HSF (Heatsink and Fan): Retail HSF ($0) - I wish it was quieter, but it's not loud enough for me to do anything about it.
Videocard: Gigabyte GV-NX73T256P-RH ($90) - I use the Nvidia PureVideo MPEG decoder, which tends to favor Nvidia's GPU's from a performance perspective; also the picture quality is better with Nvidia's GPU's and the selection tends to be better. There are valid reasons for selecting an ATI board, and like the CPU it's hard to go wrong with either. If you aren't going to be doing serious gaming you don't need a high end board. I'll probably get flamed for saying this, but anything faster than a 7600 class board is overkill in a HTPC. Get a card with 256MB of fast RAM, the bandwidth between RAM and GPU is the most important thing for studderless HD playback. Also, spending less on a card today, makes it easier to get the next generation tomorrow; with product cycles around 6 months spending too much on a video card is a waste. I prefer to get a high-end budget card (7300GT) to a low-end midrange card (vanilla 7600); the GPU's often have the same feature set for video playback (the difference is in pipelines which only helps gaming performance) and the RAM is faster in the GT type cards. The budget cards usually run cooler, so you'll have more options when it comes to cooling the card (I like the passive cards).
RAM: OCZ OCZ2G8002GK 2GB ($210) - Get a lot of fast RAM. In most applications RAM is more important than CPU. But RAM is easy to upgrade, and with the way the price fluctuates timing is everything, so sometimes it better to get what you need now and upgrade to what you want later. The price here is $40 more than I paid when I built my box a few months ago.
Hard Drive: Seagate Barracuda 7200.10 ST3320620AS ($90) - There's little to no difference in speed between SATA 150 and SATA 300 drives, but some SATA 300 drives have NCQ which does make a difference in multi-user environments. Even the simplest systems can benefit from the feature, and at $90 a drive you can get a couple and have more space than most will know what to do with.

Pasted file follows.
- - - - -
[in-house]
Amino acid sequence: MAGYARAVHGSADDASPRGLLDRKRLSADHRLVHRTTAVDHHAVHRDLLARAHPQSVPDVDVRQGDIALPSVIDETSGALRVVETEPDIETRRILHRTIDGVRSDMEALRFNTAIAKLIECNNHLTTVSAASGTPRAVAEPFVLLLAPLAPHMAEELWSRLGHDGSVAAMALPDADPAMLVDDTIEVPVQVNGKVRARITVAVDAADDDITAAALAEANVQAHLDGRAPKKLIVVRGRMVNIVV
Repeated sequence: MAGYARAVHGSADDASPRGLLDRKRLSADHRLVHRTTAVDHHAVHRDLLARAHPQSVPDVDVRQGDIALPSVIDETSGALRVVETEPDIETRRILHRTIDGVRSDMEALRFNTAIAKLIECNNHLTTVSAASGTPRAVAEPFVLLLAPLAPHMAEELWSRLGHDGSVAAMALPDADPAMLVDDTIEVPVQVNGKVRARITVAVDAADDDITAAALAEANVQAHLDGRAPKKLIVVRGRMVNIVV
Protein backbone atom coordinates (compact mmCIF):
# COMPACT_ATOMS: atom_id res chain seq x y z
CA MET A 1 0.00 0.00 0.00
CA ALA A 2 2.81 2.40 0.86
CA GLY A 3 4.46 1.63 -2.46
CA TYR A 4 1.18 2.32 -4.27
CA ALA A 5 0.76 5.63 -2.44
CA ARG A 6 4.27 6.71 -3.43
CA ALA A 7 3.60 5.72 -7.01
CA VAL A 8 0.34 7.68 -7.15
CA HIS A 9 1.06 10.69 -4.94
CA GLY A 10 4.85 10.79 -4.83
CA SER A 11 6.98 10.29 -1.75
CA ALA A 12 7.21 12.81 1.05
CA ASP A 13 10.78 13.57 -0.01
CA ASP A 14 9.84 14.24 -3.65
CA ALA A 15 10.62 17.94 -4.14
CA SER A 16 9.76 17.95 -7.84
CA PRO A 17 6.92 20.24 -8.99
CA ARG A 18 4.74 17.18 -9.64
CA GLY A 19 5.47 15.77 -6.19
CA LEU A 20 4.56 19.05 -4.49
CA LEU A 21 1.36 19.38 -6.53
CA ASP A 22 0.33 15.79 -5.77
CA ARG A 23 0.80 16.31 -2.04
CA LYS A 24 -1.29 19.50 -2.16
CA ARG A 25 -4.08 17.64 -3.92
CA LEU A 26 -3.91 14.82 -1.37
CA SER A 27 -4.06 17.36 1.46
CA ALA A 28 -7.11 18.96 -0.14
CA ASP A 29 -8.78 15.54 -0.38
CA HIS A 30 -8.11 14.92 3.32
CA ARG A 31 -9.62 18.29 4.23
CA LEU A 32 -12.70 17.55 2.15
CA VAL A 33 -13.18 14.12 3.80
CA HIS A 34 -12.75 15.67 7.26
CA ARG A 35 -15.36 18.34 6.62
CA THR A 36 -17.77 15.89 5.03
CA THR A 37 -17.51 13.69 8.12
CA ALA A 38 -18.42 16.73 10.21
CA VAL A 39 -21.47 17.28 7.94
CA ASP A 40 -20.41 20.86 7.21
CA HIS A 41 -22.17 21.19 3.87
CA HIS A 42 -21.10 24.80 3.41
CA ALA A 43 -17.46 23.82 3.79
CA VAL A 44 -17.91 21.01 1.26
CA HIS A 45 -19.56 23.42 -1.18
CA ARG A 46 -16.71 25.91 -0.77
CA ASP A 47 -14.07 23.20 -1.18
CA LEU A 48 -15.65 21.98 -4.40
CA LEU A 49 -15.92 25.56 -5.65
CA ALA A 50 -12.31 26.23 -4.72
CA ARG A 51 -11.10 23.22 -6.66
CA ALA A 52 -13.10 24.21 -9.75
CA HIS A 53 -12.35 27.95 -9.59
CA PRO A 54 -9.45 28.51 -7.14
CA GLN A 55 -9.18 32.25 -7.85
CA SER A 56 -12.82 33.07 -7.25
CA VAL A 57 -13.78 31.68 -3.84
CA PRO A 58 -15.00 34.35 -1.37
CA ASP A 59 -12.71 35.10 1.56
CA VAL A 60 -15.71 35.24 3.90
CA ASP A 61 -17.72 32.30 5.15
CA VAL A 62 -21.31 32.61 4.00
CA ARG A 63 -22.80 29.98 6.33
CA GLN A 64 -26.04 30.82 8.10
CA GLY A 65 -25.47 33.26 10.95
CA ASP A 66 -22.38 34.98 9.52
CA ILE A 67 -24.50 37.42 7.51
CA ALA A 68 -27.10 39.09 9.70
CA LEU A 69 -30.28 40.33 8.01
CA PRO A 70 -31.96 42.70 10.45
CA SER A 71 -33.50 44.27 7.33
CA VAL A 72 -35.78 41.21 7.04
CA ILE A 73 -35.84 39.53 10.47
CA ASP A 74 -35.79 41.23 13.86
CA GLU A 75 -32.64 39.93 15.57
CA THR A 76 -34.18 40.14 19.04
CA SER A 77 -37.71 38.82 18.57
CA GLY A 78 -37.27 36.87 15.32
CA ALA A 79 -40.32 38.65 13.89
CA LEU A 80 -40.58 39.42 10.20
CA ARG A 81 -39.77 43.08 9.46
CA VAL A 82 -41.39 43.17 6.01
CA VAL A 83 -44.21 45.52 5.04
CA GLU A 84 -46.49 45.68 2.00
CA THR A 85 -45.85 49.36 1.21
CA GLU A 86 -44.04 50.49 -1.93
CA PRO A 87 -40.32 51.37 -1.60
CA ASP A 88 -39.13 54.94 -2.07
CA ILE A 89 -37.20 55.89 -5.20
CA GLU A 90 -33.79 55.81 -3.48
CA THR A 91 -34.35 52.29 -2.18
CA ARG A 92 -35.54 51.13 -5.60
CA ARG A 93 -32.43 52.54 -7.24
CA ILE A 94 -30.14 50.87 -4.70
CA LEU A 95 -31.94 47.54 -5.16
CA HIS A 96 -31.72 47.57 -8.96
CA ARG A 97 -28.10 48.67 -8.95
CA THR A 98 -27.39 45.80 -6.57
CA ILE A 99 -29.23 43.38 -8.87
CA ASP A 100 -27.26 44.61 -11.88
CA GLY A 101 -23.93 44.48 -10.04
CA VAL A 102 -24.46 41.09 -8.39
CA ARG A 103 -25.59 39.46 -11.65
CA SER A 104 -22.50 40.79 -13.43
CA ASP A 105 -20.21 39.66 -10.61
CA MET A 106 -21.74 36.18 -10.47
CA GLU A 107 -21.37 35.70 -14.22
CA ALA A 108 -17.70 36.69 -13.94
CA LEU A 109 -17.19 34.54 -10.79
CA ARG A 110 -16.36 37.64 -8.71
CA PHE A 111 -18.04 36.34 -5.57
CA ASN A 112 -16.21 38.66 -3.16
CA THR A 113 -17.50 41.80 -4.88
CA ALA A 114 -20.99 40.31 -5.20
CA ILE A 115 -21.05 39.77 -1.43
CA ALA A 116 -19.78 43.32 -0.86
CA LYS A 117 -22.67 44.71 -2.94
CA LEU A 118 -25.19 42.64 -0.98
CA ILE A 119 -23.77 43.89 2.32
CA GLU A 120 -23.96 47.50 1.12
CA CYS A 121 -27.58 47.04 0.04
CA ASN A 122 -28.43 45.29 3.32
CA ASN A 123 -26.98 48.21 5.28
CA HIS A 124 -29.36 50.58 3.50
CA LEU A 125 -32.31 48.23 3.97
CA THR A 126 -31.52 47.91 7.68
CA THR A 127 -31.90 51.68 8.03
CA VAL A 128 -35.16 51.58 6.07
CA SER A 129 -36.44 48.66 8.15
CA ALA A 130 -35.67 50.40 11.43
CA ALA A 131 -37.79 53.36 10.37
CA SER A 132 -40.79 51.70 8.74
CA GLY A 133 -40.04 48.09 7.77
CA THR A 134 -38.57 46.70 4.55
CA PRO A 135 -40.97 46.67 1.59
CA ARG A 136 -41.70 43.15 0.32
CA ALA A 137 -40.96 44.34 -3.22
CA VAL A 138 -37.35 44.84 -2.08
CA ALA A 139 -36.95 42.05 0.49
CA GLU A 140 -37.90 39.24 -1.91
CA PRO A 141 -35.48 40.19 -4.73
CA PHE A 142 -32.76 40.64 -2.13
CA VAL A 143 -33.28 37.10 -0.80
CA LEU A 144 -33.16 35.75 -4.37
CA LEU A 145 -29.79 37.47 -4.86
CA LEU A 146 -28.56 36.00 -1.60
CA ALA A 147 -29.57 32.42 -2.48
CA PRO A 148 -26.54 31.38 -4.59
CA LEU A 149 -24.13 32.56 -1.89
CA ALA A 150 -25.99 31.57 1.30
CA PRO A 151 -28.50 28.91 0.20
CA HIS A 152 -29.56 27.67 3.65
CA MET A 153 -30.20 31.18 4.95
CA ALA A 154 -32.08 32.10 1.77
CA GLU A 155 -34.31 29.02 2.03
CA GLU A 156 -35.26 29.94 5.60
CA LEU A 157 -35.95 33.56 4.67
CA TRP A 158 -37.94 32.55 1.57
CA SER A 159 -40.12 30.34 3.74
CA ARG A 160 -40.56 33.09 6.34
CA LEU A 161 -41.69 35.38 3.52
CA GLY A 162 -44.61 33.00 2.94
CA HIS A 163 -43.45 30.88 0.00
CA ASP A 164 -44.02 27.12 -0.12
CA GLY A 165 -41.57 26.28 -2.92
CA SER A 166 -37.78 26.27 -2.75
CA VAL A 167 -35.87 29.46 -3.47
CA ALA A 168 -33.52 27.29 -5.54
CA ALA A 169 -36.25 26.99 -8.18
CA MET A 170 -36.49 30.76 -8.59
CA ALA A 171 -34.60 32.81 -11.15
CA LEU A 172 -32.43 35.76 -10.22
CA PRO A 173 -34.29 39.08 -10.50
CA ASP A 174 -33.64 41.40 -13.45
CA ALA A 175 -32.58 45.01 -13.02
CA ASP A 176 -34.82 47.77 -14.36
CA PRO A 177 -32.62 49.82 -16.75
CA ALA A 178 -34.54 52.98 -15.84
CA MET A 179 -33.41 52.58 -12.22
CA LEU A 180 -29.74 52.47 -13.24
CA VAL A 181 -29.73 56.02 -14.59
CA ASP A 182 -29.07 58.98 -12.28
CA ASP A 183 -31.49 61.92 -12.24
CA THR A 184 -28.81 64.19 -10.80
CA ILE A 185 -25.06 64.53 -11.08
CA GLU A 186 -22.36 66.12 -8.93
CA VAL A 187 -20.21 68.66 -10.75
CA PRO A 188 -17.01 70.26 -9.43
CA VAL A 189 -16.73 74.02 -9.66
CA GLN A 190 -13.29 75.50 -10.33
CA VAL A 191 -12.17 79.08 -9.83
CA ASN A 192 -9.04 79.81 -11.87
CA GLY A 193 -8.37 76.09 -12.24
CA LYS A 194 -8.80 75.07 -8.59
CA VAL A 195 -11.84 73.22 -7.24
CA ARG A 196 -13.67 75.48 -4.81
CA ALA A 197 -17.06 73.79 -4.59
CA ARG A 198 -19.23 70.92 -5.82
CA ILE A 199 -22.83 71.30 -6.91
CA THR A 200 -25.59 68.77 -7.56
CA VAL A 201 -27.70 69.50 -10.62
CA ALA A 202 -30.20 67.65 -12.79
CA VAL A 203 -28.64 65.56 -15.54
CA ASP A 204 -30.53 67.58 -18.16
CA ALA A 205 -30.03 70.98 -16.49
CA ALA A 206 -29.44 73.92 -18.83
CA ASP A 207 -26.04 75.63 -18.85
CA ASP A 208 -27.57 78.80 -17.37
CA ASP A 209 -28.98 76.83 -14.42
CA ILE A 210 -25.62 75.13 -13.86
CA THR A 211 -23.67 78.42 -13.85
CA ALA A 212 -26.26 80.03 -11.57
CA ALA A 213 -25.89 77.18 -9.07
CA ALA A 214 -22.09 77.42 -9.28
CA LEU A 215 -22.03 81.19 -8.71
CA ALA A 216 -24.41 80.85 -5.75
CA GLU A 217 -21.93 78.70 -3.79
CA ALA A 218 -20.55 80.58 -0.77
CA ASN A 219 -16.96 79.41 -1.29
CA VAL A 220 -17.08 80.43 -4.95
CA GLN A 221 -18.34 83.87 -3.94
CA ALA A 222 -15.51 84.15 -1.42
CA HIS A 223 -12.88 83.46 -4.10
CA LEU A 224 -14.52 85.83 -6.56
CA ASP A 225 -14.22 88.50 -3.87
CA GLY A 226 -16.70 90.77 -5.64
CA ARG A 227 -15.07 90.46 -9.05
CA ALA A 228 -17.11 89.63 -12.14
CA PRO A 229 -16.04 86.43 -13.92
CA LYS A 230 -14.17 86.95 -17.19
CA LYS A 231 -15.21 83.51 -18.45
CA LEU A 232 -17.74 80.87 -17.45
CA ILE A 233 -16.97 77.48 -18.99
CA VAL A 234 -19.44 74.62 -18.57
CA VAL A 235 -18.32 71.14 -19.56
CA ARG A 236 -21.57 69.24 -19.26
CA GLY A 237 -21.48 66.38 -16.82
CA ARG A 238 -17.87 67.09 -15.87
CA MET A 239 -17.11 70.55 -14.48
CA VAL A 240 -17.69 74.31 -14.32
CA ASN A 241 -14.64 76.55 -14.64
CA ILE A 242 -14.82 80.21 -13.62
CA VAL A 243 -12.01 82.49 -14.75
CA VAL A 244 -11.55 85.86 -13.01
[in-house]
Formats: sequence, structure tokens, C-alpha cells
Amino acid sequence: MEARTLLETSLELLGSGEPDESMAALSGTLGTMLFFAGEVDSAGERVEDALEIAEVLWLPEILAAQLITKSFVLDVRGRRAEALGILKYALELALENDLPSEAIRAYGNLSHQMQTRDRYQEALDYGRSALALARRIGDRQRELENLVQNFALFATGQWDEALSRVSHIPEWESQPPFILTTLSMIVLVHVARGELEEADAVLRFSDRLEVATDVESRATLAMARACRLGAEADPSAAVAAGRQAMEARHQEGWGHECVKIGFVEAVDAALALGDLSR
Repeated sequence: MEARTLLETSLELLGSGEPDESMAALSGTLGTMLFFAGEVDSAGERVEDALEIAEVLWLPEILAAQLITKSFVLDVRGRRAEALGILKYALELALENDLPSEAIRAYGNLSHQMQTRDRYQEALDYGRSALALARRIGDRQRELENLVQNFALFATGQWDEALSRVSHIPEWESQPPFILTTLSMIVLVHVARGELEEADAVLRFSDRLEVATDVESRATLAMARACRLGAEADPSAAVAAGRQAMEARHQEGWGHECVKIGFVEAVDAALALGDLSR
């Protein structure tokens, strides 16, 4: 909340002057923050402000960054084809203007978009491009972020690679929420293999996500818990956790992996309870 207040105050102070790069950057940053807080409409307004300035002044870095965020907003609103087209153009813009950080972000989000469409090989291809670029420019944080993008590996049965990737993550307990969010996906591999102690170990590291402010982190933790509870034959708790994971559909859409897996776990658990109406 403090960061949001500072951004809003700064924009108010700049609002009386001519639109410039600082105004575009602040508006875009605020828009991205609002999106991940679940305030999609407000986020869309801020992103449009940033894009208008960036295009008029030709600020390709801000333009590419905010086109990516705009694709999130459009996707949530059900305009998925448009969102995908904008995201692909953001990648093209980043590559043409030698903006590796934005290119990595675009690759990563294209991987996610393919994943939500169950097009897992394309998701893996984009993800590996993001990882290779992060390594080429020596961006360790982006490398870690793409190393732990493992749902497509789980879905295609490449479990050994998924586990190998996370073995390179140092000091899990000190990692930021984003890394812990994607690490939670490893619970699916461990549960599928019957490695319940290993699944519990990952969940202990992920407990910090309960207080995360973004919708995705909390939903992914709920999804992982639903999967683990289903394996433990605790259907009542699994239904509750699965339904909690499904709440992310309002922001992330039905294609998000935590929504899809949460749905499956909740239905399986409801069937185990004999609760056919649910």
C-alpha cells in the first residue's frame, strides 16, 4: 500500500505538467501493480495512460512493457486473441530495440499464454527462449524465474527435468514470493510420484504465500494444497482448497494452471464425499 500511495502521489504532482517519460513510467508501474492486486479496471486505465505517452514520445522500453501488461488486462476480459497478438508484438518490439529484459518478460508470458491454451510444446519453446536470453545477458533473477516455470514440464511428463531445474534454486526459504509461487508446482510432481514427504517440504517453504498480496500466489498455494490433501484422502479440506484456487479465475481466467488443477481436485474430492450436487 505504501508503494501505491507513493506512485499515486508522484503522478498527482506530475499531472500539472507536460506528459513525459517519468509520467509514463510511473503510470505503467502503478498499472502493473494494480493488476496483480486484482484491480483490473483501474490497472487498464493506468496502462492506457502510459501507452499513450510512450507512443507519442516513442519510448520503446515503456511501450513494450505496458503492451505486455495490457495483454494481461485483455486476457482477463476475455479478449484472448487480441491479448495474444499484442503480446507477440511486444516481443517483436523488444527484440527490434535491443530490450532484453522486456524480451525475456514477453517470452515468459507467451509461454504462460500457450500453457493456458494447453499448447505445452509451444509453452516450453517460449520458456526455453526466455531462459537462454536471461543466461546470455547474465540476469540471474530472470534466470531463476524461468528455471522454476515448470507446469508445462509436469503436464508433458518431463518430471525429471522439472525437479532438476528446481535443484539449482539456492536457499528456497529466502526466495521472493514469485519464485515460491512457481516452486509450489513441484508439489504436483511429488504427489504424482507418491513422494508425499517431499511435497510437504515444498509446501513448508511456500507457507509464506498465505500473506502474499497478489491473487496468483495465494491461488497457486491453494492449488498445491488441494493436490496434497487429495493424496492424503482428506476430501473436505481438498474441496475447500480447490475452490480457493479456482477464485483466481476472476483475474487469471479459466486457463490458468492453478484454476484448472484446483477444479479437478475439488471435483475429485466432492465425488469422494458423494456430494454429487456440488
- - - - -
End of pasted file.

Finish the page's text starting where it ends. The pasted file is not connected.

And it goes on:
Optical Drive: LG GSA-H22N ($30) - Someone may have a legitimate reason to spend more on a DVD drive, but IMO as long as it burns and reads DVDs, cheaper is better. This drive is quiet and fast, hard to go wrong with that in a HTPC.
Network Card: Integrated Gigabit ethernet.
TV Tuner: Hauppauge WinTV-PVR-150MCE ($65) - I've had, and have other MCE tuner cards, but this one is the best.
Remote: Logitech Harmony 680 ($85) - Completely optional, but makes the experience so much nicer. The activity based control brings the SAF way up. Before I had this remote, I had a more traditional universal remote and navigating the inputs on the receiver and TV was a pain for everyone but me.
IR Receiver: Microsoft MCE 2005 Remote ($40) - Not much to say, you have to have it.
Keyboard/Mouse: Gyration RF Keyboard and Mouse ($85) - A true anywhere in the room keyboard and mouse solution. The keyboard is small, so it fits nicely away when I don't want to see it. The mouse takes some getting used to for in the air use, but it is intuitive and really works.